Iran's former nuclear negotiator Hassan Rowhani joined the race to succeed President Mahmoud Ahmadinejad on Thursday, accusing the incumbent of needlessly incurring crippling economic sanctions.
Rowhani, 64, who headed the relatively moderate nuclear negotiating team that served under reformist president Mohammad Khatami before Ahmadinejad took power in 2005, joins a field of more than a dozen hopefuls for the June election.
Ahmadinejad, who fired Rowhani on taking office, is barred by the constitution from standing for a third consecutive four-year term.
In 2003 Rowhani led the talks with the West at which Tehran agreed on a moratorium on its nuclear drive. The suspension lasted for around two years.
In a speech to supporters in Tehran, Rowhani pledged that if elected he would rescue the sharply deteriorating economy by mending relations with the international community.
"I have come forward to save Iran's economy and forge a constructive interaction with the world through a government of wisdom and hope," Iranian media quoted him as saying.
"This administration made fun of sanctions, deriding them as scrap paper, while we could have avoided them or to some extent reduced" their effect.
Rowhani was referring to a speech by Ahmadinejad in which he famously dismissed the six separate resolutions adopted by the UN Security Council over Iran's nuclear programme as "scrap paper."
Rowhani took aim at the sharp depreciation of the rial over the past year in the face of EU and US sanctions targeting Iran's oil exports and banking system.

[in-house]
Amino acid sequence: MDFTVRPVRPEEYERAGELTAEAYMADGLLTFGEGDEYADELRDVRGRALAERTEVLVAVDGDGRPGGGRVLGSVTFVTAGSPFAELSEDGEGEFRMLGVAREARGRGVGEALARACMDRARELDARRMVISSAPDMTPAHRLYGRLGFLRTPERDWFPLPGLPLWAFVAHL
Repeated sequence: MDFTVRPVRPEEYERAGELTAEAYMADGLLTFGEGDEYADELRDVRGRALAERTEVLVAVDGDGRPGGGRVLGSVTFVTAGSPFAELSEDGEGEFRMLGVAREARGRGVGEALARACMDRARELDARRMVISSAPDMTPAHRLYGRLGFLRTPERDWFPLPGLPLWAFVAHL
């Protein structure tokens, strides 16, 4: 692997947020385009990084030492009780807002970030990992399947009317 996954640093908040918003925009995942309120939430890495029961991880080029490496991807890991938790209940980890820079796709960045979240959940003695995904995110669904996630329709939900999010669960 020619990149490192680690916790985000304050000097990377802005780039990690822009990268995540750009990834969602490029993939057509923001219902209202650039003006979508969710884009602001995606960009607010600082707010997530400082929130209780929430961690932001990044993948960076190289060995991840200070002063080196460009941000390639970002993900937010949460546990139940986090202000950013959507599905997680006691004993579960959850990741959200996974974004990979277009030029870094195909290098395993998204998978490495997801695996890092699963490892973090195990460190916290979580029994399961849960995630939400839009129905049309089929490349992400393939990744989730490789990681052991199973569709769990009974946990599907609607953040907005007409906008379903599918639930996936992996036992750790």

"The value of our currency has been halved and they (the current administration) are still shouting slogans," the moderate conservative said.
All presidential hopefuls have to be vetted by the Guardians Council, an unelected body controlled by religious conservatives appointed by supreme leader Ayatollah Ali Khamenei.
The council has until May 22 to announce the final list of candidates.
Other hopefuls include Ali Akbar Velayati who was foreign minister from 1981 to 1997 and is the current foreign affairs adviser to Khamenei, and Mohammad Baqer Qalibaf, a former national police chief who is currently mayor of Tehran.
Neither Khatami nor his moderate conservative predecessor Akbar Hashemi Rafsanjani will stand for a new term, according to their close relatives.
But Khatami's first vice president, Mohammad Reza Aref, has announced his willingness to be a candidate.
The June 14 election will be followed closely in the West four years after Ahmadinejad's re-election sparked violent protests that the regime suppressed with deadly force.